So it should be for all who would be “priests” of God; they must watch and pray. For surely, as the sky begins to brighten in anticipation of a new day, the true “Captain of the Temple” will make his inspection tour, and blessed will be those servants whom the Lord when he cometh will find watching (Matt. 24:42,46)! But woe unto those who are found asleep when on duty, for they shall be beaten and their garments taken from them and burned, and they will be driven away naked from the presence of their master (Edersheim, as above): “Blessed is he that watcheth and keepeth his garments, lest he walk naked, and they see his shame” (Rev. 16:15; cp. 1 Thes. 5:6).
Lift up your hands in the sanctuary, and bless the Lord. Here is a plea from Hezekiah to those priests and Levites who stand on guard at night in the temple, that they do so with praise and thanksgiving on their lips, and their hands outstretched to God (Psa. 141:2; cp. Psalms Studies, Psa. 28, Par. 5, v. 2), for there was much about their service that was conducive to a mere mechanical compliance.
The Lord that made heaven and earth bless thee out of Zion. Here is the echo of the traditional benediction of the high priest:

“The Lord bless thee, and keep thee; the Lord make his face to shine upon thee, and be gracious unto thee: The Lord lift up his countenance upon thee and give thee peace” (Num. 6:24-26).

The priests as they go about their duties return the wishes of Hezekiah and the faithful. True service of God is the lifting up of hearts and hands to Him, not the multiplication of ritualistic exercises. Those who thus serve God can expect His blessings in return.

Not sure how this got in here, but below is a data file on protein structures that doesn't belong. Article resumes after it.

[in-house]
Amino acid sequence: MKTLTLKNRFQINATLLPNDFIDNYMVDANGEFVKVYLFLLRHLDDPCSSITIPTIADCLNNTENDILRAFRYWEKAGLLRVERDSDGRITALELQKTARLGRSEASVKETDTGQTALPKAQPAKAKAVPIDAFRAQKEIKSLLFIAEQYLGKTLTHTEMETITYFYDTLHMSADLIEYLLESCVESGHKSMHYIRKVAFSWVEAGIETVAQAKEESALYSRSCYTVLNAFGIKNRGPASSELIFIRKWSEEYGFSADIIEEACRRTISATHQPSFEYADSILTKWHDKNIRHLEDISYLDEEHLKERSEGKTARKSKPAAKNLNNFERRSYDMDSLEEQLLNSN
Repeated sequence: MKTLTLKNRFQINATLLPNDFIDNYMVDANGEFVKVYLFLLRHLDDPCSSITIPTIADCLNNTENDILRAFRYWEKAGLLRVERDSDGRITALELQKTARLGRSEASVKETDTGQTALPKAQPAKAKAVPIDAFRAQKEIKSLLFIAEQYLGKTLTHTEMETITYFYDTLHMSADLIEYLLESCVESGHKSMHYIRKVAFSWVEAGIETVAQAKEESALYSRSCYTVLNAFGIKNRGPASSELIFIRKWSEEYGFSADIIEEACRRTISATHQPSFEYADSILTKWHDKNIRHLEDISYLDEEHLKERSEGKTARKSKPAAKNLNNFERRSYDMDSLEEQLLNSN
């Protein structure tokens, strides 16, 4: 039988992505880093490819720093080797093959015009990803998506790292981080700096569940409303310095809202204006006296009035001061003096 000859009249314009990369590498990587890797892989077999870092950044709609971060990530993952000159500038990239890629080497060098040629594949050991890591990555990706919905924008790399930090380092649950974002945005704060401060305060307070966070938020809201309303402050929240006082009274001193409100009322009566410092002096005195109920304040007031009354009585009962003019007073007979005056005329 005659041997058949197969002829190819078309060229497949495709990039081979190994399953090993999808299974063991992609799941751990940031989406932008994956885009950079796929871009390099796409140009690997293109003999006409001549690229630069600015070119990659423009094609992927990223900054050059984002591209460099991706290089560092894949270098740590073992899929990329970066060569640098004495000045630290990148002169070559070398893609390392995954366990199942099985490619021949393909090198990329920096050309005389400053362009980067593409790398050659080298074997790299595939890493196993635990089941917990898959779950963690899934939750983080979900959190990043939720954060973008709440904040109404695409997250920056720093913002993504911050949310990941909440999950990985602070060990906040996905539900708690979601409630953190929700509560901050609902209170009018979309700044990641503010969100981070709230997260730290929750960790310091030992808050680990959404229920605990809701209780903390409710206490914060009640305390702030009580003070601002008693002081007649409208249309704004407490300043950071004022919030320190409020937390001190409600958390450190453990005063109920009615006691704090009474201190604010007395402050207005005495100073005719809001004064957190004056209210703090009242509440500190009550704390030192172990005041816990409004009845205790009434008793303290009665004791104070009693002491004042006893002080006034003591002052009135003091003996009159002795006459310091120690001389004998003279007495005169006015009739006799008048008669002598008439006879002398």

Yahweh is the one true God, who has created all things (Psa. 121:2). This is emphasized one final time in these songs, in retort to the boastful words of Rabshakeh — who asked: “Have the gods of the nations delivered them which my fathers have destroyed?” (2 Kings 19:12). Hezekiah appeals to God on this ground, that He should avenge such blasphemy, for “Thou art the God, even thou alone, of all the kingdoms of the earth; thou hast made heaven and earth” (2 Kings 19:15; 2 Chron. 32:19; Isa. 37:36).

4. Christ

There is a time coming when the heavens and earth will be made anew, when faithful men and women will be recreated in the image of God in His fullness. Then we will have come at last to lift up our hands in the ancient holy place of Zion. The blessing ordained from the beginning will be ours, along with all the faithful of previous generations, who with us have seen in visions and dreams what we will then see in the most brilliant reality. Degree by degree, step by step, the pilgrims ascend the sacred stairs, at last to stand on hallowed ground. The struggles of the night have ended; their memory remains only to make the enjoyment of the reward that much sweeter. There is a voice from the throne...

“Come, ye blessed of my Father, inherit the kingdom prepared for you from the foundation of the world.”

“The Lord bless thee out of Zion.”

The saints in Christ who now, in the world’s night of gross darkness and gloom (1 Pet. 2:9; Rom. 13:12), stand to bless the Lord, will one day gather in the spiritual house of the Lord.
There they will lift up hands in adulation and thanksgiving, as Paul’s neglected instruction says (1 Tim. 2:8).
This is the blessing imparted by the Priest after the order of Melchizedek. Heaven and earth are now completely subject to the God who brought this redemption. Bless thee, He says to His Son, the Messiah. And out of Zion that blessing flows forth — through the Son — to all the world.